There are many hurdles when trying to get to market with small volumes. With careful planning and smart strategic decisions you can create an environment that enables controlled growth and provides targeted cost of goods solutions.
In the design phases of a medical device, Bill of Materials (BOM) cost is an important element in product acceptance. It is defined and reviewed at all development gates. The decisions you make in the development cycle will define your cost of goods or the BOM you hand over to your medical device manufacturer.
Here are 3 areas of trade-offs to consider when launching your first builds of low volume medical devices:
Your first units will cost you more. First devices cost more, so do not expect to meet final BOM cost targets right out of the gate. Here are the reasons why:
- Your manufacturer (even if in-house) needs time to familiarize themselves with your device. They will not be as familiar with the first device manufactured as they will be on number 100.
- Initial volumes will probably be low and ordering sporadic. This does not help smooth or optimize the supply chain. Predictable, high volume reduces costs.
- Design for Manufacturing (DFM) inputs from your contract manufacturer may trigger BOM modifications. The initial DFM input is generally collected during the first runs in manufacturing. They refine the inputs from your alpha and beta builds for manufacturing optimization. This sets the stage for higher volumes and lower manufacturing costs per unit.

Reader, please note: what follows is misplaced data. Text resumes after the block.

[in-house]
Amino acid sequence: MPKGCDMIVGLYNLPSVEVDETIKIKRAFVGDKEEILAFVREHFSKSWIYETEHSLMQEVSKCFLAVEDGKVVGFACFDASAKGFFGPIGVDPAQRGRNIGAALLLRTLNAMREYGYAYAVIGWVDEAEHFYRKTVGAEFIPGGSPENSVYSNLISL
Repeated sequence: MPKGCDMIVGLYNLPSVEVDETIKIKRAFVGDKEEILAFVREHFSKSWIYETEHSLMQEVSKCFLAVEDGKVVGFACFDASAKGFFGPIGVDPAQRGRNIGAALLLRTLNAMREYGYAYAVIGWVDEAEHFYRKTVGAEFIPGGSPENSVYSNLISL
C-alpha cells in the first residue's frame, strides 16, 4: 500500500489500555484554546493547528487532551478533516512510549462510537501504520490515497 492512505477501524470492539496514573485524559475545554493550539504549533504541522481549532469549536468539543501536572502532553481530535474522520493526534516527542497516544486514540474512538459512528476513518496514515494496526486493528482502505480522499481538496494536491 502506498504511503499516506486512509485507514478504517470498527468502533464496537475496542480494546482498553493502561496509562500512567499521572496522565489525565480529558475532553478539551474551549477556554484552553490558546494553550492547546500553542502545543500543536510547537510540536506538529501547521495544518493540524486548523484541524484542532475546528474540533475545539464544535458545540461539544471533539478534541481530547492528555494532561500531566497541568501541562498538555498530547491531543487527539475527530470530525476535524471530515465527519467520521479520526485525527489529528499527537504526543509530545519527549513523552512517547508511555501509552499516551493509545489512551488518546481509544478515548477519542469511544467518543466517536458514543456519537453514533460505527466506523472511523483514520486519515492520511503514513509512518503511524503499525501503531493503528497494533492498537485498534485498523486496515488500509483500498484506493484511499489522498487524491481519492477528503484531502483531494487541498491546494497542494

Lot Size vs Inventory value
- If initial volumes are low, it may not make sense to buy 1000’s of a particular part when you only need a few. Consider taking a slightly elevated BOM cost at the start of your launch until your sales have smoothed and a solid demand profile emerges. A rule of thumb I have always used is to order only what you can consume in 90 days or less. Of course there are exceptions, but for the most part this holds true.
- Low value items are good candidates for high Minimum Order Quantity – these have the lowest risk.
- High Value items are best suited to be purchased on demand with minimum safety stock on hand. Overall lead time for the finished device are generally highly dependent on the procurement lead time for these components.
- DFM inputs from your manufacturer (in-house or contract) may trigger BOM modifications. You will need to balance between risking potential obsolete inventory or lowering costs for higher component order quantities.
Tooling Costs- Tooling charges can add up fast!!
- Tooling charges for custom plastic housing can run anywhere from $2000-$35000. It may be worth considering machining your first housings instead of tooling up immediately. The benefit is you can defer the tooling costs until your design is more mature and your sales volume increases. The flip side is your per unit BOM cost may increase slightly. It is a trade-off that is worthy of some careful consideration.
Work with your manufacturing team to understand the unique risks and opportunities for producing your device. Your first runs may still be more expensive than those later on, but the difference will be significantly less—and your supply chain will make better-informed decisions along the way.
Image: StarFish Medical
Laura Meyer is Supply Chain manager at StarFish Medical. A Lean facilitator, Laura helps optimize supply chains for client prototypes and manufacturing. She happily shares her expertise with colleagues and clients.